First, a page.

Jump to content

Recommended Posts

  • Replies 202
  • Created
  • Last Reply

Top Posters In This Topic

 

I have the impression that the German army was in such dire straits as regarding to motorized transport that they used everything available (including Italian trucks for example) without many qualms.

Just for the record: Others used Italian trucks too. The British in the Western Desert in 40/41.

Link to post
Share on other sites

 

Re Trucks, . Guess it would have been embarrassing to have concentrating on mass building a Yankee truck though perhaps....

 

I have the impression that the German army was in such dire straits as regarding to motorized transport that they used everything available (including Italian trucks for example) without many qualms.

 

Pretty much, they had several designs when they could (like the Americans did) stick to one or 2. In fact, even when they belatedly woke up to the Soviet mud being a problem, they didnt just develop and field one solution to it they developed 2. Everything in Germany was designed to compete with itself, with chaotic results.

 

Here is the case in point.

https://en.wikipedia.org/wiki/Radschlepper_Ost

https://en.wikipedia.org/wiki/Raupenschlepper,_Ost

 

Even worse, the designs they did make were not modified to make them easier for production. For example, in the winter of 1944/45 (it may have been a bit earlier) they started fitting austerity cabs on their Blitz's and a few other designs. Though logic dictates they could, and should, have done it 2 years earlier.

Edited by Stuart Galbraith
Link to post
Share on other sites

Indeed Stuart,

 

and when the Radschlepper failed they added the Maultier (which itself existed in many variants depending on the truck it was based on) Or am i wrong here and did the Maultier precede the RSO ? and the SWS. The SWS was meant as a replacement for the medium sized SdKfz series half tracks, but AFAIK, these were also produced further....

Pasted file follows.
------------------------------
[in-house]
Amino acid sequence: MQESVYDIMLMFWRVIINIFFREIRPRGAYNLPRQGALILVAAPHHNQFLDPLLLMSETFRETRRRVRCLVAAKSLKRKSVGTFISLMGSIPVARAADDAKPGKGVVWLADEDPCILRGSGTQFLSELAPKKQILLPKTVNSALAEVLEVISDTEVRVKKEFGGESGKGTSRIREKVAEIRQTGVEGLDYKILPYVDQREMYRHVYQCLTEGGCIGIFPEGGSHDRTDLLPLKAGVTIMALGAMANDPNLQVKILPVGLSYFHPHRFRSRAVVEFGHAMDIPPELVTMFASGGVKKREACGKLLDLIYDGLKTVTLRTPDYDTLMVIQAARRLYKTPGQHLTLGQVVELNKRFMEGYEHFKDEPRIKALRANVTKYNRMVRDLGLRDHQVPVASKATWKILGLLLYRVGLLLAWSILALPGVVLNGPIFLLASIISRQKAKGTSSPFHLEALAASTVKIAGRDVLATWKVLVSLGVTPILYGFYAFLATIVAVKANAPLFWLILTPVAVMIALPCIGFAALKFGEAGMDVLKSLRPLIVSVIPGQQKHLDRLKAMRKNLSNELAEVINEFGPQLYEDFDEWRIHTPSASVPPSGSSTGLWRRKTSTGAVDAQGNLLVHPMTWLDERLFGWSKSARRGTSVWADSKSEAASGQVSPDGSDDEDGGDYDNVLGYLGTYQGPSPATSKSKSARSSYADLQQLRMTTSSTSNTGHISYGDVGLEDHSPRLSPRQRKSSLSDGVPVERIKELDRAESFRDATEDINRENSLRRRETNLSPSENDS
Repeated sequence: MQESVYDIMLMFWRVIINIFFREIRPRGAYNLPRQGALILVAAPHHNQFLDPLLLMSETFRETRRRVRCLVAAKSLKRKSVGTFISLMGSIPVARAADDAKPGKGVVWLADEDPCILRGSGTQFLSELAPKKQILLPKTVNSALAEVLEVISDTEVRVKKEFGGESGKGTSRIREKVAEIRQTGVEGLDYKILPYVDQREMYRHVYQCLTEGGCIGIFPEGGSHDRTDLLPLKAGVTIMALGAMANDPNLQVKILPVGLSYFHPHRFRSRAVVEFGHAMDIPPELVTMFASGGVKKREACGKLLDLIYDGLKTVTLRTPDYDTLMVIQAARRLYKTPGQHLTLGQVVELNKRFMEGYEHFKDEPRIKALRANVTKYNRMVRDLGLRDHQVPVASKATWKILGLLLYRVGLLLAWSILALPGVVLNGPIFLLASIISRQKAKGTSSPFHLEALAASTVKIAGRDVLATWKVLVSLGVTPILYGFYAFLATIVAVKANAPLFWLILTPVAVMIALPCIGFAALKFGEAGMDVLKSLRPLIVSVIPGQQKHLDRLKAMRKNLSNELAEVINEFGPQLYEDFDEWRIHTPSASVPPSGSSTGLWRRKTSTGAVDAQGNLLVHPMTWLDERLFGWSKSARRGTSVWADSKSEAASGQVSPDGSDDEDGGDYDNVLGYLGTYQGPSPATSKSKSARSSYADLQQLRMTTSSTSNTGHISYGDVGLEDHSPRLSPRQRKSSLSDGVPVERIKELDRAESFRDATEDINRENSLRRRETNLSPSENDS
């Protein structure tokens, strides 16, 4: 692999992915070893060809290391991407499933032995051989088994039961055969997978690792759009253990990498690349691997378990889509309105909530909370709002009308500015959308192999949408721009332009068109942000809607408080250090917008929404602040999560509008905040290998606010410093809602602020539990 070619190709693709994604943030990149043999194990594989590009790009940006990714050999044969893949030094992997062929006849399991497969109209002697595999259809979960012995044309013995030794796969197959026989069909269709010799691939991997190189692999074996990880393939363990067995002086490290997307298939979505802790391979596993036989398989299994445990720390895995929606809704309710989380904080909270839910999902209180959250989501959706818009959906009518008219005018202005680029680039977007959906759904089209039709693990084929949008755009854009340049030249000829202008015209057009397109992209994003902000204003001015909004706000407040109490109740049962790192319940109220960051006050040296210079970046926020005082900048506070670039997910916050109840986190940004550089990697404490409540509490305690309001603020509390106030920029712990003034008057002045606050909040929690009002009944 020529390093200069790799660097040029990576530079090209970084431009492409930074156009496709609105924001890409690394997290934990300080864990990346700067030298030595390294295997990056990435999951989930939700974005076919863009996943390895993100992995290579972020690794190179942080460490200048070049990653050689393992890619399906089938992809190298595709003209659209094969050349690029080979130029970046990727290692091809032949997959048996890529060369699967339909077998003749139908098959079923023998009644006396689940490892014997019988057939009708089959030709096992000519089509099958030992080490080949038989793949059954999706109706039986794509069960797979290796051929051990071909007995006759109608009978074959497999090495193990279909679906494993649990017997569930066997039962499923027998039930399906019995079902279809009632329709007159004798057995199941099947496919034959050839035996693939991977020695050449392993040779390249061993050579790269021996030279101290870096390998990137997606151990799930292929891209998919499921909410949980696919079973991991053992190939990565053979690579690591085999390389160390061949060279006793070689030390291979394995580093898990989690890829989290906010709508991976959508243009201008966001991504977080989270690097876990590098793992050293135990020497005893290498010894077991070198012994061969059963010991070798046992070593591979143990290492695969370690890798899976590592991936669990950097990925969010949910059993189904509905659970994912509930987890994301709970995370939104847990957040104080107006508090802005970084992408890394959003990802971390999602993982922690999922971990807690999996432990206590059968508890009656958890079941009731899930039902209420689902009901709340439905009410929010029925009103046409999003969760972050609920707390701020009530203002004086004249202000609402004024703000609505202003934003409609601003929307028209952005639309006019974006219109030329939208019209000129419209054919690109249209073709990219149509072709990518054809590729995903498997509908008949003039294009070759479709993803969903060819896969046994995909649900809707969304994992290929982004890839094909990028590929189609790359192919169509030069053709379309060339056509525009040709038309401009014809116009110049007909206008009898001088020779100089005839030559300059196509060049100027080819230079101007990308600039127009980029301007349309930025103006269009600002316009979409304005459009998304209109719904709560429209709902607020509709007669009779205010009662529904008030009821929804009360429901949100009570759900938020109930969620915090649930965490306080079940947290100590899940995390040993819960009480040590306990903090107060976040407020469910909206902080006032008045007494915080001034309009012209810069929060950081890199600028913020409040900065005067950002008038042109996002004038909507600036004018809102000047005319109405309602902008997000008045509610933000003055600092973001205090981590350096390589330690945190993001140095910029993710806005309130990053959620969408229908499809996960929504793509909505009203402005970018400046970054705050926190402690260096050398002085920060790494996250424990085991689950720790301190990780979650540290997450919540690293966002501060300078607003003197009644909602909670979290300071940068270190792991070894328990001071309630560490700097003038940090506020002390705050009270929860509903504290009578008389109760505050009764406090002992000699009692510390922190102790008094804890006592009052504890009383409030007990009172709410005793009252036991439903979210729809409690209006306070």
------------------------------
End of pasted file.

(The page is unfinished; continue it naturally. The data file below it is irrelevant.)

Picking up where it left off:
typical German chaos

 

Inhapi

Edited by Inhapi
Link to post
Share on other sites

I may well be wholly wrong, but I think the Maultier came after the RSO. I always assumed it was due to the poor top speed of the RSO (which was only 10mph if memory serves). Still faster than driving a standard truck in Russian mud though I guess....

 

I mean I look at the US, and they had 2 companies making deuce and a half trucks to a fairly common design, and one of them (Studebaker) concentrated on producing for lend lease. It was a brilliant effort in standardization. Even the UK post Dunkirk was a lot more settled on the designs they built. They built a bewildering array of different vehicles on 2 different AEC chassis for example. Similar with Austin best I can tell.

 

The remarkable thing is, chaos in German procurement was typical. Im reading a very good book on german nightfighter forces, and its interesting to note quite how many different organizations they had doing radar research, how poor the resources for it were, and how chaotic the decision making on future research was. It seems looking back to have been that across the board in multiple areas, not least AFV design.